The approach coalesced on this year’s “A History of Every One,” Orcutt’s take on the hackneyed songs of yore. “White Christmas” and “Zip A Dee Doo Dah” are among the tunes showcased, chosen by the artist to juxtapose two competing threads in American popular culture: bourgeois privilege and the legacy of slavery. Side A closes with the aforementioned “White Christmas,” the best-selling single of all time as sung by perennial crooner Bing Crosby; and Side B opens with “Zip A Dee Doo Dah,” a 1946 Oscar-winning tune from Disney’s “Song of the South,” a film steeped in enough racial controversy to prevent the corporation from ever releasing it on home media. Read the rest of this entry »

Irish Icon: Paul Brady Brings his Celtic Celebration Stateside

Blues, Chicago Artists, Folk, Folk-rock No Comments »
Paul Brady

Paul Brady

By Mark Roelof Eleveld

Irish singer-songwriter and rocker Paul Brady has been doing it well for almost half a century. “Chicago is a very educated crowd, they know their music,” says Brady about his November 1 show at Chicago’s Old Town School of Folk Music with local stalwart John Condron opening. Brady says that the blues played a large part of his set when he was younger. “I have about eighty percent of my solo set down when I get there, and depending on the audience, perhaps some of the Irish tunes, or maybe some old blues; there is always this ‘bleeding noise’ from my past songs saying, ‘hey, what about us?’”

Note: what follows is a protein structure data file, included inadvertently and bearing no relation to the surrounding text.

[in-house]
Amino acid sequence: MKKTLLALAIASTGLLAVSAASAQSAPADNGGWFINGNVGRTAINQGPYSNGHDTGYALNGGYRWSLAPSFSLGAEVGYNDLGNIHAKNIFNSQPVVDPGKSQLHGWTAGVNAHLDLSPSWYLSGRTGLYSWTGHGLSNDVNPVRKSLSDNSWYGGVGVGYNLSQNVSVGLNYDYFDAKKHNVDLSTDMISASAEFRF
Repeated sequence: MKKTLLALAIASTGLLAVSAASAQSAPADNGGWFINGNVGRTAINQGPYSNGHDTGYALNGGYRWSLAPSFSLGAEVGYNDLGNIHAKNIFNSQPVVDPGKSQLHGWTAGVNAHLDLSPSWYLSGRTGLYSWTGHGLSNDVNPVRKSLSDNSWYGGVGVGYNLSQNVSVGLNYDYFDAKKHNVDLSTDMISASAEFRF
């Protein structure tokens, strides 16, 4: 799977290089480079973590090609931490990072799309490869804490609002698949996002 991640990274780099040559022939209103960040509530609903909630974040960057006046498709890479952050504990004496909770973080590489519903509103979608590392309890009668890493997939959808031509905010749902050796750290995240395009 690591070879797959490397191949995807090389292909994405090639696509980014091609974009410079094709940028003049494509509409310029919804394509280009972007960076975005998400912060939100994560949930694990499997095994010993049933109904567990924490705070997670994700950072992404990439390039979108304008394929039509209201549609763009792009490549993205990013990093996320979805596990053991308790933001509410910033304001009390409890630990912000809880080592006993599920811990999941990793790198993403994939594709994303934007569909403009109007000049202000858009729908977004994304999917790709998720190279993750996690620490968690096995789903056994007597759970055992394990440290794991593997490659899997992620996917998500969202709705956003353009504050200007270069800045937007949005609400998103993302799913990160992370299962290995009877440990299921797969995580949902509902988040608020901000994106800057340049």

Brady’s catalog is substantial. With more than fourteen albums, including his most recent double-CD compilation “Dancer In The Fire–A Paul Brady Anthology,” Brady’s style is hard to pigeonhole. From Northern Ireland, he is one of the island’s most enduring contemporary musicians. Fellow Irishman Bono of U2 offered that Brady is, “The iron fist in the velvet glove of Irish music,” and no less than Bob Dylan revealed, “Some guys got it down, Leonard Cohen, Paul Brady, Lou Reed, secret heroes.” Read the rest of this entry »